A Recession Unlike Any Other

A Recession Unlike Any Other
People shop for groceries at a supermarket in Glendale, Calif., on Jan. 12, 2022. (Robyn Beck/AFP via Getty Images)
Michael Pento

The U.S. economy is already deteriorating because of humongous fiscal and monetary cliffs. These cliffs are now being compounded by the war in Eastern Europe and near-record-high inflation. And the Fed’s “Put” is much lower and smaller in size than Wall Street believes.

The war in Ukraine will exacerbate the negative supply shocks that are already in place due to COVID-19. Worsening bottlenecks will combine with rising inflation to produce a contraction in global growth. Russia produces 12 percent of the world’s oil supply and exports 18 percent of the world’s wheat consumption, while Ukraine accounts for 25 percent of global wheat production. Sanctions and war will serve to slow the economy further and send prices for these vital commodities even higher.

But the upcoming recession will be extraordinarily unique. Not only will it occur while inflation is at a multi-decade high, it will be the first U.S. economic contraction to take place while the Federal Reserve had its target interest rate at or near zero percent. For comparison, look at how much room the Fed had to reduce borrowing costs during previous economic contractions.

The following historical data indicates the level of the federal funds rate just prior to the outset of all 10 U.S. recessions since World War II: 3.5 percent in 1957, 4 percent in 1960, 10.5 percent in 1969, 13 percent in 1973, 16.01 percent in 1979, 20.61 percent in 1981, 10.7 percent in 1989, 6.86 percent in 2000, 5.31 percent in 2007, and 2.45 percent in 2019.

In addition, the swoon in GDP will occur after the Fed has just finished printing $4.5 trillion over the past two years, and with the national debt vaulting to more than $30 trillion due to the massive increase in government deficits in the wake of the COVID-19 pandemic. Such borrowing helped send the government’s debt-to-GDP ratio soaring to 125 percent. For perspective, that ratio was just 53 percent back in 1960, and only 58 percent as recently as 2000.

Inflation is destroying real wages, and rising borrowing costs are destroying consumers’ ability to consume. Consumption is 70 percent of GDP, and that means the rate of economic growth is set to plunge. While that would normally spur the government into remediative action, the fact remains that the ability of the Treasury and Federal Reserve to turn around a recession expeditiously by borrowing trillions of dollars and having that debt monetized by the Fed has become greatly fettered this time around.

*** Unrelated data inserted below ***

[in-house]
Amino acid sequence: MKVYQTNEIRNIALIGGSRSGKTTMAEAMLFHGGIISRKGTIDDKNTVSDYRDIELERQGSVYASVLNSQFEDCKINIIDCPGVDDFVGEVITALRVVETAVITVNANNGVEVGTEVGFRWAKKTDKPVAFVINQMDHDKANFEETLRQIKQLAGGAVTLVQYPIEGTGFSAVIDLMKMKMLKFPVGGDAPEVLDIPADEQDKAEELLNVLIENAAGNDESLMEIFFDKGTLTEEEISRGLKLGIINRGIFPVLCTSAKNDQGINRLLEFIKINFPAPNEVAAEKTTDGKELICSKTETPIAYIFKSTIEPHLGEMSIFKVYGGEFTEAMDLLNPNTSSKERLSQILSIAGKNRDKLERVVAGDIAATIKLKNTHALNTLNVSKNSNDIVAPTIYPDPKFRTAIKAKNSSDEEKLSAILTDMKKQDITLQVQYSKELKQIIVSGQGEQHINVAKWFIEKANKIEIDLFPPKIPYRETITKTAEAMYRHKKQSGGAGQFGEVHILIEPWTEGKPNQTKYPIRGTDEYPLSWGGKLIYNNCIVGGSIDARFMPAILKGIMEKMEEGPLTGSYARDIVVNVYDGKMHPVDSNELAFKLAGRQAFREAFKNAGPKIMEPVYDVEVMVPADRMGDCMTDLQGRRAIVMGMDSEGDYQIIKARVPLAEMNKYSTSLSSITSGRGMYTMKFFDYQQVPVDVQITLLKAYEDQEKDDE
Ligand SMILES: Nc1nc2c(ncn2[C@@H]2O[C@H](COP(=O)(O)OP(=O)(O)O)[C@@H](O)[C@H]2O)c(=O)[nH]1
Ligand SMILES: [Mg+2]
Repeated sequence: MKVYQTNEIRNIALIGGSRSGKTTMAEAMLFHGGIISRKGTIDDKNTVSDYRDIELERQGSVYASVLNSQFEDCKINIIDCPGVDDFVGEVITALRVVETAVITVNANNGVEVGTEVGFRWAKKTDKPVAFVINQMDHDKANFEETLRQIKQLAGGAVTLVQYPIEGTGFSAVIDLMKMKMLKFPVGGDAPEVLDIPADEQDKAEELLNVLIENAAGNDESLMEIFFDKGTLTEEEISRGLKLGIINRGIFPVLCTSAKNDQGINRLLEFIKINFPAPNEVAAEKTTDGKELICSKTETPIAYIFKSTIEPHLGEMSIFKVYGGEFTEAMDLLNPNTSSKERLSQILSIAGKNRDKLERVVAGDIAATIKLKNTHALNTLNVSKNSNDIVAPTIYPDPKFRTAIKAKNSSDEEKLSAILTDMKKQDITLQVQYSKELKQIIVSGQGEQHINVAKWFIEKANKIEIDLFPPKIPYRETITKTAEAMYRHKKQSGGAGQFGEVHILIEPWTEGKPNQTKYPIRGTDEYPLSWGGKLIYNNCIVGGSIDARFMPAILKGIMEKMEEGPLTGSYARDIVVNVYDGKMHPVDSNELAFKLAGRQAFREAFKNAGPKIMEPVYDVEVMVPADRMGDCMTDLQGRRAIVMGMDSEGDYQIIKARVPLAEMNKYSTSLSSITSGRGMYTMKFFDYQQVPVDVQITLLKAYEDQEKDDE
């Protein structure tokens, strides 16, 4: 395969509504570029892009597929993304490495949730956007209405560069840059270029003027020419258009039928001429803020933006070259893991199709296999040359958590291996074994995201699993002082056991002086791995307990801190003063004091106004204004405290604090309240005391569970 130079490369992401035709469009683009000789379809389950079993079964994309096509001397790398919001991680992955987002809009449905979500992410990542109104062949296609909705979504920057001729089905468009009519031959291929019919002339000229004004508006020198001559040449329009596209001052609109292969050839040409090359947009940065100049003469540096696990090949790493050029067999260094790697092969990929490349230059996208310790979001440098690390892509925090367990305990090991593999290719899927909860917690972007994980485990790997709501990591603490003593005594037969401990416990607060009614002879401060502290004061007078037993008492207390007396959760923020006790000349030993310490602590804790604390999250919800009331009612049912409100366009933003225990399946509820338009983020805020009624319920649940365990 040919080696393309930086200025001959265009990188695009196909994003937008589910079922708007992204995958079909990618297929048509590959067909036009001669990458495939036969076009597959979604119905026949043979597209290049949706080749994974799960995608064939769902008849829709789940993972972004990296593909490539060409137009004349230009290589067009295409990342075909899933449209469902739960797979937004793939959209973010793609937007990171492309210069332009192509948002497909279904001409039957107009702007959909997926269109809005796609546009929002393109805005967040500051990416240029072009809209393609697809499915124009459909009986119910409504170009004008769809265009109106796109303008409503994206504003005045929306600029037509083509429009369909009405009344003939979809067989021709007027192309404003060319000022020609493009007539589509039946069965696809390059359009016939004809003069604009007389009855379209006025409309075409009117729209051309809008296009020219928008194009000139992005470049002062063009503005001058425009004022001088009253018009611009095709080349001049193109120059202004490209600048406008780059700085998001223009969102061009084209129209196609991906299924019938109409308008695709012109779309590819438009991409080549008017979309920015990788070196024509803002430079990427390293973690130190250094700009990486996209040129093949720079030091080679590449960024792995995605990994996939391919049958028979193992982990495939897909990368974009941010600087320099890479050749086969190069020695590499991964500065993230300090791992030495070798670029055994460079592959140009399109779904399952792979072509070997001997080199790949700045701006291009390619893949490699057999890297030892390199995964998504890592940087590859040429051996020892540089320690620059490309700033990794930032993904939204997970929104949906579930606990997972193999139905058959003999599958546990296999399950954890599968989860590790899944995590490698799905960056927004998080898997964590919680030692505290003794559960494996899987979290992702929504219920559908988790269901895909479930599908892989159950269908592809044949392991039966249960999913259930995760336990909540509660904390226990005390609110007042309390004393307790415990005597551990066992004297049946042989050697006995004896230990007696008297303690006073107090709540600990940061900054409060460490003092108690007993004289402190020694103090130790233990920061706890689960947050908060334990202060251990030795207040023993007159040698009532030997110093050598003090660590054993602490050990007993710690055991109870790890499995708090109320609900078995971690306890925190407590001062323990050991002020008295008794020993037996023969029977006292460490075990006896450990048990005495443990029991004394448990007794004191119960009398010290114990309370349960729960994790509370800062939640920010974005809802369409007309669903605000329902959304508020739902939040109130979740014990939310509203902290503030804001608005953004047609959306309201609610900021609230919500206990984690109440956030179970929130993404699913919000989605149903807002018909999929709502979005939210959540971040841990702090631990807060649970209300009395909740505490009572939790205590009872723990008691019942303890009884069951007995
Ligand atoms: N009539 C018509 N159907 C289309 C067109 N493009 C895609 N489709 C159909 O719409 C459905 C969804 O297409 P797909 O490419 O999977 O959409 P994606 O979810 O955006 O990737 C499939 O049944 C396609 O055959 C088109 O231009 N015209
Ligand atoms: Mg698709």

Fed Chair Jerome Powell is in a conundrum mostly of his own making, and from which there is no innocuous outcome. If the Fed becomes overly concerned about slowing GDP due to the conflict in Ukraine, it could, for the most part, shelve its plans to raise rates and the planned reduction in the size of its balance sheet. But that would risk propelling inflation even further away from Powell’s stated 2 percent target, which he has exceeded by 3.75 times. Inflation expectations could then rise intractably from there.

In other words, doing nothing isn’t a viable option for Powell—not with inflation running at a 40-year high and the WTI oil price vaulting above $110 per barrel.

Commodities are indeed soaring, but the inflation doesn’t end there; rents have soared by 20 percent year over year, which is closer to the actual rate of inflation, rather than the massaged 7.5 percent CPI reported by the Labor Department. If inflation were to continue to increase even close to that rate, it would push those in the middle class into the lower class, and those in the lower class into poverty.

Of course, this would end up destroying markets and the economy anyway. It could also put at risk the confidence in the U.S. dollar and sovereign bond market.

Therefore, the Fed is now forced to combat inflation whether it really wants to or not. At the nucleus of the inflation issue is runaway owners’ equivalent rent costs, which at 30 percent, make up the greatest weighting in the CPI metric. But to tackle owner’s equivalent rent inflation, Powell must first pop the record-setting real estate bubble.

The negative ramifications of accomplishing this task for the banking system and economy will be enormous.

Nevertheless, if Powell prosecutes his plan to raise rates six or more times this year—just as the Fed destroys the money supply by shedding a trillion dollars in Treasurys and mortgage-backed securities—the upcoming recession could quickly morph into a depression.

So, which is it, Powell? Keep monetary policy loose and risk an intractable rise of inflation and the complete loss of confidence and credibility of the central bank, or tighten monetary policy enough to deflate the massive bubbles in bonds, real estate, and equities. Either strategy is now destined to end in disaster for the market and economy.

Such are the consequences derived from the Fed counterfeiting trillions of dollars for the purpose of distorting and obliterating free markets.

The bottom line is this: The view of Pento Portfolio Strategies is that the Fed will be forced to tighten monetary policy into one of the greatest decelerations of economic growth and earnings ever. A great defense is always a requirement in a winning portfolio strategy.

Michael Pento is the President and Founder of Pento Portfolio Strategies. He produces the weekly podcast called “The Mid-week Reality Check.” He's also the author of the book “The Coming Bond Market Collapse.”
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